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Keep up with the latest news about wildfires in Utah.

‘They’re Our Mountains’: Moab Community Reflects On Pack Creek Fire At Live Reading

People sit in chairs facing a podium in a bookstore.
Kate Groetzinger
People gathered at Back of Beyond Books on June 21, 2021 to mourn the effects of the Pack Creek Fire. It has scorched almost 9,000 acres in the nearby La Sal Mountains.

When the Pack Creek Fire started burning in the La Sal Mountains, it had a big impact on locals, according to Sam Van Wetter. He is an employee at Back of Beyond Books, on Main Street in Moab.

“It was really jarring to folks, to say, ‘All of a sudden the place where I would go on my weekend, on my day off, to cool off is suddenly shut down and it's burning,’” Van Wetter said.

He and his colleagues noticed people were posting tributes to the mountains on social media in the days after the fire began. He said that inspired them to make a short book, called La Sal Mountain Elegies, out of the posts, in addition to essays they solicited from notable local writers, including Amy Irvine and Terry Tempest Williams.

They invited the authors and the public to a live reading of the book. Shari Zollinger, the event manager at the bookstore, kicked off the event, which was attended by around 30 people.

“When we bring our voices together, we heal,” Zollinger said. “Tonight we will hear from those who found their creative fire while watching the La Sal fire burn, those who took their thoughts into our virtual town centers, a.k.a. social media, to voice their despair, sadness [and] consternation.”

The pieces varied greatly in length and scope, but many addressed the environment and the experience of living through a worsening megadrought.

Brooke Williams read an essay he wrote for the book. He said, for him, the fire is an urgent reminder of climate change.

A photo of Sam Van Wetter speaking at a podium in a bookstore.
Kate Groetzinger
Back of Beyond Books employee Sam Van Wetter helped compile social media posts about the Pack Creek Fire into a short chapbook. It is called the La Sal Mountain Elegies.

“It was just this realization that there is no going back to what we've always depended on, that this is a new age that we're entering, and we don't have any clue what it's really going to look like,” he said.

Other pieces captured the importance of the mountains to the community, and the deep sense of loss its members feel. Tom Edwards read a poem about crying while planting peppers and watching smoke rise up from the La Sals.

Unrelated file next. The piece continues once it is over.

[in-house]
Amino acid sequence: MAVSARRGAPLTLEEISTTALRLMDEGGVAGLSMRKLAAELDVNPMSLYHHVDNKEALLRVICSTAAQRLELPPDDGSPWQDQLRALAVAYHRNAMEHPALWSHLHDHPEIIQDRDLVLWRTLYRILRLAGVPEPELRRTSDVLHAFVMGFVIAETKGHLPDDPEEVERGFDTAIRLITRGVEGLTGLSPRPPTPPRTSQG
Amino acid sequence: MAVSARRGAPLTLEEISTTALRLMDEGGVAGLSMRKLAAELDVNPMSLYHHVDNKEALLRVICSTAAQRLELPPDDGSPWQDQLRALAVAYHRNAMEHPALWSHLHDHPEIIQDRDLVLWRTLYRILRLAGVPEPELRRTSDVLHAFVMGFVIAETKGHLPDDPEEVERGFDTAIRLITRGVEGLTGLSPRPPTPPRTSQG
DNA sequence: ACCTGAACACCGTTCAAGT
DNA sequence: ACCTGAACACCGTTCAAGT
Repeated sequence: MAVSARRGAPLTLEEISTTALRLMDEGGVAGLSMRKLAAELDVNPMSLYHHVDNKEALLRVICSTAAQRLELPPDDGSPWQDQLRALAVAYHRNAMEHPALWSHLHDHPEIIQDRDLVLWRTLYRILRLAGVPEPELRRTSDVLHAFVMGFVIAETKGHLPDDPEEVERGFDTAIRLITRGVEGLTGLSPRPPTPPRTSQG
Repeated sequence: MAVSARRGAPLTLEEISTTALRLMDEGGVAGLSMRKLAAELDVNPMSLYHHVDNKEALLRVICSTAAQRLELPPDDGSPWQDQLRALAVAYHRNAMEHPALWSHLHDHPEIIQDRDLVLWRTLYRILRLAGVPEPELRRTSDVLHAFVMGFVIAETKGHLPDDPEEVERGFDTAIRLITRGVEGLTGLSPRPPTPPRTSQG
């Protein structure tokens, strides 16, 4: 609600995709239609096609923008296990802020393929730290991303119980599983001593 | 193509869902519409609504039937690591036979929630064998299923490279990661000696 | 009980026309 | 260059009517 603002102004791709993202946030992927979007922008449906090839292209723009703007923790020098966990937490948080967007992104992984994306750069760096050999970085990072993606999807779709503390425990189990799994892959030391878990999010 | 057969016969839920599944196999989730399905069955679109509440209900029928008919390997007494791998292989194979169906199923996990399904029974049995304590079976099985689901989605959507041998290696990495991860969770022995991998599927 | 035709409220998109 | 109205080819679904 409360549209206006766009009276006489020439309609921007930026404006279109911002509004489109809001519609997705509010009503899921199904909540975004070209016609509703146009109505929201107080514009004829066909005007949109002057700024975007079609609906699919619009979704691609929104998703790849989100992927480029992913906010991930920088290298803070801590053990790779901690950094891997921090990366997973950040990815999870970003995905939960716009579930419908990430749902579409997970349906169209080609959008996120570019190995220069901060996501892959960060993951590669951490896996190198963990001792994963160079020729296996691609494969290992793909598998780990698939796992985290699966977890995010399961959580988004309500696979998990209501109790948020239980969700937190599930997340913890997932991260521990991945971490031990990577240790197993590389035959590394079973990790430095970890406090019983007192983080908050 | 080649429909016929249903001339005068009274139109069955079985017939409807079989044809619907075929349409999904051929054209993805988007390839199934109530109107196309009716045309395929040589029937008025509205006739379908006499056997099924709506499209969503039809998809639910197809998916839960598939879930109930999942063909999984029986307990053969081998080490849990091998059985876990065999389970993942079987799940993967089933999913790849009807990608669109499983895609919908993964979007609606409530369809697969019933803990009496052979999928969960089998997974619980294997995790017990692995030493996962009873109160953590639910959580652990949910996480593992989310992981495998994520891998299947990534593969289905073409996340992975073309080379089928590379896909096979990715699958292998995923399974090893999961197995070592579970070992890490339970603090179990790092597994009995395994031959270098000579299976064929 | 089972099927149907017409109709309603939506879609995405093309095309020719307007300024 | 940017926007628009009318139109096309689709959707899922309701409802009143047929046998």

“They’re our mountains, they’re ours,” Edwards said. “Not like we own them, but I've lived at the foot of those mountains since 1994. Sometimes it's just the fact that they're there, and that they can be there in the desert.”

Rachel Brown also contributed to the book. She and her husband live in the tiny community of Pack Creek, which was temporarily evacuated due to the fire. She wrote a note about the frustration and anger she felt after almost losing her home. But she said something good also came from the fire and its aftermath: a sense of community.

“I knew the humanity in this community, but when people started reaching out like this, you really feel it and you see it,” Brown said. “I think I needed that.”

The Pack Creek Fire is 62% contained. It began on June 9 due to an abandoned campfire. It has cost $7.8 million to fight, and almost 500 firefighters have contributed to its containment.

There are currently six other wildfires over the size of 100 acres burning in Utah. The largest is the Flatt Fire in Washington County, at 14,379 acres.

Kate joined KUER from Austin, Texas. She has a master's degree in journalism from the University of Texas at Austin’s Moody School of Communication. She has been an intern, fellow and reporter at Texas Monthly, the Texas Observer, Quartz, the Texas Standard and Voces, an oral history project. Kate began her public radio career at Austin’s NPR station, KUT, as a part-time reporter. She served as a corps member of Report For America, a public service program that partners with local newsrooms to bring reporters to undercovered areas across the country.
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